On our mission, we heard from leaders of the country’s community centers who are working tirelessly to serve their communities, many among the 200,000 people who had to evacuate and are scattered across the country. We met the heads of Kfar Maccabiah, who without thinking of financial concerns, welcomed in evacuees with open arms and are providing needed mental health and wellness services for victims.

Am Yisrael Chai—These are our inspiring colleagues and friends.

After the mission, I stayed, volunteering to pick lemons at a moshav near Sderot and avocados at Kibbutz Be’eri and packaged donated items for evacuees and for soldiers near Gaza. I worked next to Yom Kippur War veterans; an Israeli grandmother; Thai workers; religious Israeli families; kibbutzniks; young Israelis from Tel Aviv; a retiree from London; a woman and her teenage daughter from France; a businessman from Brazil who took a month off to volunteer; an Australian family; my college roommate and friend from New York; and so many others—all there to help. One evening while providing food for soldiers, I was amazed by the tireless energy of our leader, Yossi, a member of ZAKA, the voluntary emergency response team, and a first responder on October 7, who spends three days a week organizing volunteers to barbeque for soldiers at their bases outside Gaza.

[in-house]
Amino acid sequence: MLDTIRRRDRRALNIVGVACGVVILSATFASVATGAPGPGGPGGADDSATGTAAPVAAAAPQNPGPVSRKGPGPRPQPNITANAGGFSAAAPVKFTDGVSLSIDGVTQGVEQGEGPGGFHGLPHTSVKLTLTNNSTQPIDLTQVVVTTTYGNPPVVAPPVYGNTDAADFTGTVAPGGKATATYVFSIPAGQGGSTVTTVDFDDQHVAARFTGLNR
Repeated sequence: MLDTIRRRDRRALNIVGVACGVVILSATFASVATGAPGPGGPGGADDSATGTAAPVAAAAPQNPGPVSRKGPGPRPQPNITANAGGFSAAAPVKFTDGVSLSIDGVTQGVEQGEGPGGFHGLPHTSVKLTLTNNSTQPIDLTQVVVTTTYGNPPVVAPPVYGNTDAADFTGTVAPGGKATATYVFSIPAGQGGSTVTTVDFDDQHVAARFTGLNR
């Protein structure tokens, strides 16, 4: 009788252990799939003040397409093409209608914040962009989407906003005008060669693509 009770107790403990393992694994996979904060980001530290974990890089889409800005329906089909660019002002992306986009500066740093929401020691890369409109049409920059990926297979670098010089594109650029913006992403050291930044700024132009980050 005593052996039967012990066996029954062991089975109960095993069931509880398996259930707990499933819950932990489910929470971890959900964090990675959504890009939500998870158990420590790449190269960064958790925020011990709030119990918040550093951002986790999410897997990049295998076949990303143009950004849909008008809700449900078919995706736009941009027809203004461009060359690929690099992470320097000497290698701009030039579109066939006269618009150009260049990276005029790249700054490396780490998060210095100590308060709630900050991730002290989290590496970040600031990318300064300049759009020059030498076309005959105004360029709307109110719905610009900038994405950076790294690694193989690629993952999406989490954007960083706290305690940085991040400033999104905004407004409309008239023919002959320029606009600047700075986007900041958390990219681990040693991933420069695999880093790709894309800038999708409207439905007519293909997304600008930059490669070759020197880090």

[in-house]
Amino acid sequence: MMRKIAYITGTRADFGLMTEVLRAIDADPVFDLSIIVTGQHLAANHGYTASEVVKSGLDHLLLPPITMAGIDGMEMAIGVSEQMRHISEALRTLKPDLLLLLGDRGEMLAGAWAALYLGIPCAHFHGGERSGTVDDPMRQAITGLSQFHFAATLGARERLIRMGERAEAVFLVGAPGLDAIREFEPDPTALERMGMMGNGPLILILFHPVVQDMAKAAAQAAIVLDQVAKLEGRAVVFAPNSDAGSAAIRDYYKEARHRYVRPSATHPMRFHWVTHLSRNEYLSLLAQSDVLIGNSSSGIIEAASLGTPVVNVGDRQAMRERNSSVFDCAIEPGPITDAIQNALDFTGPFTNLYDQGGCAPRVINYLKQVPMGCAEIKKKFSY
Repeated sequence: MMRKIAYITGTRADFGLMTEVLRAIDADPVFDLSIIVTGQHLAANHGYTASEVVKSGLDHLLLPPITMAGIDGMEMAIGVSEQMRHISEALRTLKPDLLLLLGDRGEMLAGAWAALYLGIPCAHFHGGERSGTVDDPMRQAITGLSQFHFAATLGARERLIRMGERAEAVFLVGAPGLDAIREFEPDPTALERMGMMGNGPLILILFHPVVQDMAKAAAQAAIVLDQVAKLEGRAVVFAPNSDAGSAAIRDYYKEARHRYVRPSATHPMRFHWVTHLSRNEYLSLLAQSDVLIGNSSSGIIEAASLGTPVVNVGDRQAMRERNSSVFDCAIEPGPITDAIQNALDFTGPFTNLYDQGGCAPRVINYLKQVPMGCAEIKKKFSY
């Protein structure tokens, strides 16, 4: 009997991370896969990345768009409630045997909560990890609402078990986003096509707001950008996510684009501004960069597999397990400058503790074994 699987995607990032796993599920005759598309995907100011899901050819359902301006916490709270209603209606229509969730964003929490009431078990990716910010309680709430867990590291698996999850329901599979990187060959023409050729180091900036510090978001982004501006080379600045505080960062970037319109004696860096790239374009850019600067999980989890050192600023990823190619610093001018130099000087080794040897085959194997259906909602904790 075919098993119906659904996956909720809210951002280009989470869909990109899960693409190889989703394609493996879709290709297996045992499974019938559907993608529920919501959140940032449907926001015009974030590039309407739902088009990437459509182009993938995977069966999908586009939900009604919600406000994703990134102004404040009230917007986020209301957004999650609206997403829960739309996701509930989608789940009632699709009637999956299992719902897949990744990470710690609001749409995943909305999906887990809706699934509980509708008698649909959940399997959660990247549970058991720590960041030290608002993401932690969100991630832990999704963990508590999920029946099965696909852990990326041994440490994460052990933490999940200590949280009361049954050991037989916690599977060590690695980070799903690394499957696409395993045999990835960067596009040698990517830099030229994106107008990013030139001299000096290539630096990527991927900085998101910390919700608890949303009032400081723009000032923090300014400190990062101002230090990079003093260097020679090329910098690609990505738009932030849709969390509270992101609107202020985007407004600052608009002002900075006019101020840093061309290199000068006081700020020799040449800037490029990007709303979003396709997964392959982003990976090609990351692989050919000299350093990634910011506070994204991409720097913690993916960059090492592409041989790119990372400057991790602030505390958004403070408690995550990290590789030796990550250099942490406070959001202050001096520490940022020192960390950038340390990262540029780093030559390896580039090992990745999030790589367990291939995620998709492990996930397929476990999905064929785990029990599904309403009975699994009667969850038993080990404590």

Am Yisrael Chai—These are our helpers, our angels, our people.

I met an inspiring 23-year-old woman from Baltimore, Yocheved Kim Ruttenberg, who dropped everything after October 7 and came to Israel, to thank her for being the “helper of the helpers.” Upon her arrival in October, she saw so many who wanted to volunteer, but did not know how or where. She created the Facebook page Sword of Iron—Volunteer Opportunities. Over 12,000 people have joined and are finding opportunities picking and packaging fruits and vegetables, visiting the injured, bringing duffel bags from abroad stuffed with items for soldiers, sitting shiva for fallen soldiers, donating blood, and more.

Am Yisrael Chai—Ruttenberg embodies and models our resilient Jewish spirit, and she, as a current and future Jewish leader, represents the best of our people.

I will never forget our mission and my volunteer experience. Yes, I bore witness to the tragedy of October 7 and a country and a people in trauma, but I also bore witness to the remarkable spirit of resilience and the inspiring culture of volunteerism of our people. We showed up in solidarity, and everywhere I went, our Israeli brothers and sisters truly appreciated our being there for them. This is what peoplehood is all about.

Am Yisrael Chai!

Rabbi Bill Kaplan is the CEO of Shalom Institute in Los Angeles, California. He participated in the JCC Association Leadership Solidarity Mission to Israel in January 2024.

This blog post is one in a series authored by JCC CEOs and executive directors who recently visited Israel on one of two different JCC Movement Solidarity Missions. Read other posts in the series.

Subscribe to JCC Association's Blog
  • This field is for validation purposes and should be left unchanged.

Reader Interactions


  1. Rabbi Bill Kaplan epitomizes the feelings we all have about the recent horrible events since Oct 7th.
    To him and the other 40 folk in the group KOL HAKAVOD and there is no doubt that AM YISROEL will CHAI